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Like all right-thinking citizens of the world I was shocked, saddened and sickened by the tragic bombings in New York City and Washington DC. As I sat in my office on Sept. 11, located at 9th Street and Broadway just two miles from the World Trade Center, and watched the waves of people stream uptown, my emotions ran from fear to empathy to hatred for the perpetrators of this heinous act.

My father taught me not to use the word "hate" ("You hate Hitler, you don't hate school work," he would tell me), but I don't think that hate is too strong an emotion when connected to this tragedy. Until we bring the global, anti-Western values, anti-civilized world terrorist network to justice, I'll hate those that committed this crime and those that support them in those efforts.

However, there is another kind of hatred unleashed in America - the hatred of those that look different from us, the hatred of small-minded ignorant Americans and members of the Port Washington community who attack people and places because they, or the owners of local establishments, are Americans whose family origins began somewhere east of Europe. We've all started to hear the stories - local youth fighting with Arab Americans in New Jersey, a turban-wearing Sikh beaten with a baseball bat in Brooklyn, an innocent "Arab-looking" man shot in Arizona. And in Port Washington, those looking for a reason to hate, breaking the windows of the Indian Restaurant Diwan and the Shore Road Dunkin Donuts. These acts are cause for alarm because religious, racial and cultural hatred begins with false generalizations and small criminal acts of intolerance.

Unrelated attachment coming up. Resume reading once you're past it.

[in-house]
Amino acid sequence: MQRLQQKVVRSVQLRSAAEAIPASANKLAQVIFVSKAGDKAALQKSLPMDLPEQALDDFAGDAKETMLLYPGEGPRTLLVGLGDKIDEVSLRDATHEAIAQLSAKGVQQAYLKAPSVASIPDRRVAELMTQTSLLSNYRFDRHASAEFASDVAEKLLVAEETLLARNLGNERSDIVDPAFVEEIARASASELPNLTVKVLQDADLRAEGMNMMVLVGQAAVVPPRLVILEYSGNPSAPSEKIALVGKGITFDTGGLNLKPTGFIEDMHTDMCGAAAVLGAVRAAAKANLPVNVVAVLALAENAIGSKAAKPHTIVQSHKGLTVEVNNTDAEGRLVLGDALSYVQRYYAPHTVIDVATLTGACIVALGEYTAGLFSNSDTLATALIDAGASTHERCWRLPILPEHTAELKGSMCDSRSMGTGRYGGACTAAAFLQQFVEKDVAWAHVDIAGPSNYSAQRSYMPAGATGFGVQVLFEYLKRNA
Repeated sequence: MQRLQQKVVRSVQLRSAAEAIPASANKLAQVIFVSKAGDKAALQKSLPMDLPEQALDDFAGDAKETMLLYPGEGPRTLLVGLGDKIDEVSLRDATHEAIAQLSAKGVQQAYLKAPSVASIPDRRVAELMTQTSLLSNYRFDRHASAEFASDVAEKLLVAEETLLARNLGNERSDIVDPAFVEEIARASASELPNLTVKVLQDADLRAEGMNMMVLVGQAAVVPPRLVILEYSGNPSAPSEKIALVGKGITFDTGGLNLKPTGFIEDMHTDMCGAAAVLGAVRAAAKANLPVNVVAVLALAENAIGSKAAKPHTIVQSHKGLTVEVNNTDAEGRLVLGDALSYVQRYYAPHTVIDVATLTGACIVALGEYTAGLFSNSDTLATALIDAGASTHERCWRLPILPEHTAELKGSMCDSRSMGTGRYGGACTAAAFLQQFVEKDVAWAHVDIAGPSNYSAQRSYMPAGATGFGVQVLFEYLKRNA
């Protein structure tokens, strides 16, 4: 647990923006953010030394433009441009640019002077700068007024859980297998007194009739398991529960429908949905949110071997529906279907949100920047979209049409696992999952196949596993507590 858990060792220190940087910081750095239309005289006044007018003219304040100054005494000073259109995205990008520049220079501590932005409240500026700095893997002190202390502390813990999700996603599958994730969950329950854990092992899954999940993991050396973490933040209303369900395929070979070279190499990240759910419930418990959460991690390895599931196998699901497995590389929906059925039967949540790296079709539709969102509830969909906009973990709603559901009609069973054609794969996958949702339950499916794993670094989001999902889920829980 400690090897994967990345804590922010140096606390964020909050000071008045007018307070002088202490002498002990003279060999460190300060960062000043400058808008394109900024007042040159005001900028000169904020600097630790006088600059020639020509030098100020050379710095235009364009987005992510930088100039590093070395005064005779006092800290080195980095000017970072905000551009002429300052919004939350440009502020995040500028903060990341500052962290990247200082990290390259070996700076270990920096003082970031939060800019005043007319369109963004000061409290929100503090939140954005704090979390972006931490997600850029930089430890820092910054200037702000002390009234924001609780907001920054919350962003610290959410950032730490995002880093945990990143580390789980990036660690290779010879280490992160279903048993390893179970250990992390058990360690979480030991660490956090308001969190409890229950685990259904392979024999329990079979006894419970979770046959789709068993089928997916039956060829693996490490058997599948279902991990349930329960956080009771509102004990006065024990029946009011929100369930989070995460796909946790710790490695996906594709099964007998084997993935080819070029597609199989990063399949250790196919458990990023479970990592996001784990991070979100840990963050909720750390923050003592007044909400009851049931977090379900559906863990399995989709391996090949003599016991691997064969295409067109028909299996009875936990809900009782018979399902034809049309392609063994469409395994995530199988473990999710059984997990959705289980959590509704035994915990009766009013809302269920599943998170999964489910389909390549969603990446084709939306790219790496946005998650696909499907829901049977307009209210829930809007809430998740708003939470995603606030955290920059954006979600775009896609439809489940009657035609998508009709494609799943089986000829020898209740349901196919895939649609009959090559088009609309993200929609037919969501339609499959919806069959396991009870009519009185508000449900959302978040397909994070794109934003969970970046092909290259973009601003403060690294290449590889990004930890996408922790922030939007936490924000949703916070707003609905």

I know that Port Washington stands together as one community to support the victims of the bombings and their families. Our town has a history of generosity to those that have suffered or are less fortunate. But we must also stand together in support of all law-abiding, patriotic and productive residents and businesses of Port Washington. All American communities need to be places of support and love in the difficult days and months ahead. Let us not hate each other. As we so tragically learned on Sept. 11, there are already plenty of people who hate Americans - Americans of all races and religions.

Bruce Klion


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